This is our last goodbye
I hate to feel the love between us die
But it’s over
Just hear this and then I’ll go
You gave me more to live for
More than you’ll ever know
The Jets released The Sanchise last week, bringing an inevitable end to one of the most fascinating and tumultuous eras in Jets history. While it’s long been clear that Mark Sanchez would never be an effective quarterback for the Jets again, I’m still grappling with nostalgia and sadness at his departure.
Because even though Sanchez became a joke by the end of his Jets tenure, he still presided over — by far — the best time in my life to be a Jets fan. And if you were born after 1969, this was the best time in anyone’s life to be a Jets fan.
This is our last embrace
Must I dream and always see your face?
Why can’t we overcome this wall?
Baby, maybe its just because I didn’t know you at all
There was a time, not that long ago, when Sanchez and Joe Flacco were thought of as quarterbacks on a similar level. They were effective “game managers”, who — if they played intelligently — could help their teams win games by not screwing up what the defense and running games accomplished. They were both capable of awful games and decisions, but both also held the potential for something more, a promise that they might rise to the next level and become legitimately good quarterbacks.
Kiss me, please kiss me
But kiss me out of desire, babe, not consolation
Oh, you know it makes me so angry
‘Cause I know that in time, I’ll only make you cry
This is our last goodbye
Everyone knows what happened next. Sanchez seemed to forget how to play football entirely, his confidence shot by a deteriorating group of skill players on offense and by Tim Tebow’s nefarious, superfluous presence. Meanwhile, Flacco had the month of his life, leading the Ravens to a Super Bowl win and sparking pointless, ad nauseam discussion about whether he had become “elite.”
Gone were the back-to-back AFC championship game appearances. Gone was the playoff game in which he outplayed everybody’s All-American, Tom Brady. Gone were the times when we thought those championship games were just the beginning, a sign of even greater things to come. In their place were just a pile of interceptions and sad faces peeking out from under a headband.
Did you say, “No, this can’t happen to me”
Did you rush to the phone to call
Was there a voice unkind in the back of your mind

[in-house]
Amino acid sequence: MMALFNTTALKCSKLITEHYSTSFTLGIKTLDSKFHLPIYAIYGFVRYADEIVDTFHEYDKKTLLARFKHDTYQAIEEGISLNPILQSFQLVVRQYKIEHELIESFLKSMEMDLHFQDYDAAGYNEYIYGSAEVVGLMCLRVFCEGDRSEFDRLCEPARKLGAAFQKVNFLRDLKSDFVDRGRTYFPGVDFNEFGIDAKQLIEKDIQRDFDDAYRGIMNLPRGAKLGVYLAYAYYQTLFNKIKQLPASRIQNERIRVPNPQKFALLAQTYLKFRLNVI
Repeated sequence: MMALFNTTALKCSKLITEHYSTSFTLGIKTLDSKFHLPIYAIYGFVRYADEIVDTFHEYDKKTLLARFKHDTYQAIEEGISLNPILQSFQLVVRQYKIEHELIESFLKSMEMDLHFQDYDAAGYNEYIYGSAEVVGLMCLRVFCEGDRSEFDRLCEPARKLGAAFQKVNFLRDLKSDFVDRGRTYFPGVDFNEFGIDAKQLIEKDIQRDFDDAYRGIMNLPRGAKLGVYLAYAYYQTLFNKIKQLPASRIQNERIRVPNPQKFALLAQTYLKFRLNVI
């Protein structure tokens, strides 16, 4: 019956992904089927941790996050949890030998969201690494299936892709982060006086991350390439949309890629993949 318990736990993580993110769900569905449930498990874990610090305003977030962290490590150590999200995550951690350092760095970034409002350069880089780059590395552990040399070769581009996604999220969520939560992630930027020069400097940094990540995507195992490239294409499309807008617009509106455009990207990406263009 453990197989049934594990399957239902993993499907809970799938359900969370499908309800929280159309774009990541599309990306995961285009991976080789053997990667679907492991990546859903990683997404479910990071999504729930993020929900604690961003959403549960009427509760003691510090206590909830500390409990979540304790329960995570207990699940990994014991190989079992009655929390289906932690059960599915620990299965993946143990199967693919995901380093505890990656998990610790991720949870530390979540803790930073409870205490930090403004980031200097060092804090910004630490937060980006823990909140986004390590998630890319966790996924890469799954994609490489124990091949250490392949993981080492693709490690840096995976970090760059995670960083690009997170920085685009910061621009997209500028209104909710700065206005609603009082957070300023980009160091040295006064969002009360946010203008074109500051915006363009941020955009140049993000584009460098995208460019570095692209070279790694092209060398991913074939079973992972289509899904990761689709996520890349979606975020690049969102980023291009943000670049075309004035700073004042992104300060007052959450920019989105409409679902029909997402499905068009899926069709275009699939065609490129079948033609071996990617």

Saying maybe you didn’t know him at all
You didn’t know him at all, oh oh, ya didn’t know
Ooo didn’t know
The Jets’ collapse was not Mark Sanchez’s fault. The blame lies largely at the feet of former GM Mike Tannenbaum. During the Jets strong run of 2009-11, Tannenbaum partially sold out the future to win in the present. Then, when the bill came due, he handled it about as badly as it could be handled — refusing to either rebuild or reload, but rather allowing a slow, painful decline into mediocrity. He botched the Darrelle Revis situation, he loaded up on veterans and aging stars with nothing left to give, and he even let the core of the team (the defense and the offensive line) atrophy. Also, Tebow.
The Jet’s quarterback history is a frightful saga in the post-Namath era. Browning Nagle begat Neil O’Donnell who begat Ray Lucas who begat Brooks Bollinger who begat Bret Fucking Favre. Sanchez seemed to offer an escape from that cycle of abuse. Even when it soon became apparent that, in spite of his celebrity girlfriends and man-about-town reputation, he would never become Football Derek Jeter, still there was hope in his pretty brown eyes.
Well, the bells out in the church tower chime
Burning clues into this heart of mine
Thinking so hard on her soft eyes
And the memories, offer signs that it’s over
Maybe Geno Smith will turn into something…probably not.
Maybe Michael Vick will turn back the clock and find a way to be something more than another high profile, Tebowian gimmick signing…nope.
Much more likely is that the Jets are headed back into another Quarterback Dark Age, as fans pass the years watching retreads and nobodies and Bubby Bristers, waiting for another light pointing the way out of this Minotaur cave. Sanchez wasn’t the way out, but it sure got a little brighter in the cave for a couple years.
At least he’ll still be wearing green.